The embodiment of Ronaldo's obsession with the self came during the UEFA Champions League semi-final second leg against Bayern Munich, when he scored Madrid's third goal. There was no gratitude for the brilliant pass from Gareth Bale, no thought of hailing the team effort in effectively confirming Real's first European Cup final in 12 years. Instead, Ronaldo chose to show the number 15 with his fingers, demonstrating how many goals he had scored to break the competition's seasonal goalscoring record. At a time when his team was heading for glory, this was blatant self-congratulation - Ronaldo's critics had their ammunition.
However, criticising Ronaldo for his ego is to misunderstand the role that such confidence plays at the highest level. There is a necessity for self-confidence in sport, because it provides an absolute belief in ability. It allows for setbacks to be acknowledged but then beaten, with psychological studies revealing that those with high self-confidence are likely to enjoy increased performance. Success breeds confidence and confidence breeds success, a self-fulfilling and positive prophecy.
Some of sport's greatest names have demonstrated their evident self-assurance. "I do not think it is bragging to say I am something special," was boxer Muhammad Ali's famous boast, while Pele, too, was usually bullish about his ability. "I think another Pele is a little difficult, because my mother and father closed the machine," is just one example of his self-promotion while, closer to home, Manchester United fans will have seen a great deal of Eric Cantona's personality during Ronaldo's time at Old Trafford.
Importantly with Ronaldo, those closest to him reject the notion that he is an arrogant individual. "He is not arrogant," former Manchester United team-mate Patrice Evra said. "He suffers as a result of his image as a fashion guy but honestly, he is the greatest professional I have ever trained with. He never has enough of it. This lad has to be first everywhere in everything."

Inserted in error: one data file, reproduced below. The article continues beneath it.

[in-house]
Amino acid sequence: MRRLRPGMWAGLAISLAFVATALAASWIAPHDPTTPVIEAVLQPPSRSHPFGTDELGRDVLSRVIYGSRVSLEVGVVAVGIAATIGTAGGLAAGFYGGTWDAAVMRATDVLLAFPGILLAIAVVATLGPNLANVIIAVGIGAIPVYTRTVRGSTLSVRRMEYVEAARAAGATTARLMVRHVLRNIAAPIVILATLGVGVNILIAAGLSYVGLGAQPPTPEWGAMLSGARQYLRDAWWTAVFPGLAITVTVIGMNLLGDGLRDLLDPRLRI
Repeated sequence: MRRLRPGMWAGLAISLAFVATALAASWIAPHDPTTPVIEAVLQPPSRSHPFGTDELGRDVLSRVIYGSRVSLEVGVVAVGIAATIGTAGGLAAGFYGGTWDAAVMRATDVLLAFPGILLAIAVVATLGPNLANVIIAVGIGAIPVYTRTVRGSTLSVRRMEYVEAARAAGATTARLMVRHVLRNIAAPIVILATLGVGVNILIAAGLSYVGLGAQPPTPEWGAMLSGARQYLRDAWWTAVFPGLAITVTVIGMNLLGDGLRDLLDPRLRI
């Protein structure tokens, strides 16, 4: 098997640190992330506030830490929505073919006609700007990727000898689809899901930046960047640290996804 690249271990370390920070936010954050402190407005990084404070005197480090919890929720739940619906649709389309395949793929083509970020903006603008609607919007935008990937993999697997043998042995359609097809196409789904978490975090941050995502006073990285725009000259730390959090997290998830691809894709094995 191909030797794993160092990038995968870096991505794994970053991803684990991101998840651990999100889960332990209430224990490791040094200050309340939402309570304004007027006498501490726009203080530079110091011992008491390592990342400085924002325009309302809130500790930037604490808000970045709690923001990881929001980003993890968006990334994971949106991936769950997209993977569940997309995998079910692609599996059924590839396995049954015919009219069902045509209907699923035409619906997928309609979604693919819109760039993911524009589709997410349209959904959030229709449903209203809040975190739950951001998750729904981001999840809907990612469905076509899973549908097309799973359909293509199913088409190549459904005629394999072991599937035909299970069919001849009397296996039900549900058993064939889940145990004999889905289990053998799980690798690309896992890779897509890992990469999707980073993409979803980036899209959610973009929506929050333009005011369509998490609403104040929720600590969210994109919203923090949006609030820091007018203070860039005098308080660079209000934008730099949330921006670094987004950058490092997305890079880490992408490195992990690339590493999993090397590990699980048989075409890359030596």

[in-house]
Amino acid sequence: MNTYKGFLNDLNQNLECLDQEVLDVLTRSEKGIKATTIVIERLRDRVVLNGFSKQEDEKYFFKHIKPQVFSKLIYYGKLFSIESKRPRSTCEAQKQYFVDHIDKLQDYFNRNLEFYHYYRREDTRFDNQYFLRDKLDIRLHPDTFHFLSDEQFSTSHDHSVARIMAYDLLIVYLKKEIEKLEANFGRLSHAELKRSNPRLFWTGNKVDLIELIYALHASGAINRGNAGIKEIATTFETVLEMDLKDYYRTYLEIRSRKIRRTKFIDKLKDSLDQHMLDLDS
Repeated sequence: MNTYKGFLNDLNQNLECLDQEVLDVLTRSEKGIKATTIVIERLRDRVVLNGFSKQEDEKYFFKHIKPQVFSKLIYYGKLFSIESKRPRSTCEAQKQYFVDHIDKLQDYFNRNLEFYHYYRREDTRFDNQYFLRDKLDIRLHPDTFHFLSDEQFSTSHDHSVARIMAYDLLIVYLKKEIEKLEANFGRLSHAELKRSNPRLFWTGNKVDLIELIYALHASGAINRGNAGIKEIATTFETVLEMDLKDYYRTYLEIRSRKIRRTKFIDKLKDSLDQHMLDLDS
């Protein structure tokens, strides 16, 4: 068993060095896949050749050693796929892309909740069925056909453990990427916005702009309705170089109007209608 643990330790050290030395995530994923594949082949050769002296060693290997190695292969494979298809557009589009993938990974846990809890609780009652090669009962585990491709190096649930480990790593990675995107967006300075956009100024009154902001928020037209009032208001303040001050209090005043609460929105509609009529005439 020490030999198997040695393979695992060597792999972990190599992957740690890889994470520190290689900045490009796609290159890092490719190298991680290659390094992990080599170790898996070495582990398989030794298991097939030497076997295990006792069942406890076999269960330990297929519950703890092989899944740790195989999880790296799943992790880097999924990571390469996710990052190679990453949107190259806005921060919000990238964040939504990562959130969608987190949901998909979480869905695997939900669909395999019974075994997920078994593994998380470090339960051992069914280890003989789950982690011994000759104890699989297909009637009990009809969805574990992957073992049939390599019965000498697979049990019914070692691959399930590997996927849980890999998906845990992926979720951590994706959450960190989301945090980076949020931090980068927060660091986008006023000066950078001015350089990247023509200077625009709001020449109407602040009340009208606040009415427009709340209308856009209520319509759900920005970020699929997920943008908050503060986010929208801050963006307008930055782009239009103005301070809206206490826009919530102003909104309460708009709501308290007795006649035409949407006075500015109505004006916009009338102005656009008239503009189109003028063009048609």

Evra's comments hint at perhaps the greatest aspect of Ronaldo's success - despite the sponsorship deals and modelling contracts, this is the ultimate professional. He is the perfect athletic specimen, but that is achieved by continued hard work, something revealed by Manchester United development coach Mike Clegg.
Ronaldo was a natural talent, a rough diamond, but he crammed in thousands and thousands of hours of graft to turn himself into the perfect player." Clegg said. "He would be in the gym with me doing core work, then he would do activation, then his actual football training."
"After training, Cristiano would come back into the gym and do some power work for his legs," Clegg continued. "Then he would go home, eat the right food, swim, sleep, where I am sure he dreamed about football, and come back in the next morning. He did that for five or six years and, knitted together, that made him become the player who was sold for £80 million." That is the only possible route to winning a Ballon D'Or over Lionel Messi, one of the game's greatest ever players. There should be little doubt that Ronaldo is too far behind.
Such a picture of professionalism rather undermines the negative stereotypes that continue to tarnish Ronaldo. Perhaps it reflects an air of jealousy, but even in Brazil there are those that will wish him to fail on the biggest stage. It is a bizarre stance to take against someone so talented.
The World Cup in Brazil actually provides Ronaldo with a rare opportunity to play without significant expectation. Of course there will be millions of eyes focused on world football's most recognisable face, but his Portuguese side are ranked as relative outsiders for the tournament. There is the opportunity for the world's best player to drag his side almost single-handedly into the latter stages of the tournament - no one will consider that more achievable than Ronaldo himself.
Daniel Storey - follow him on Twitter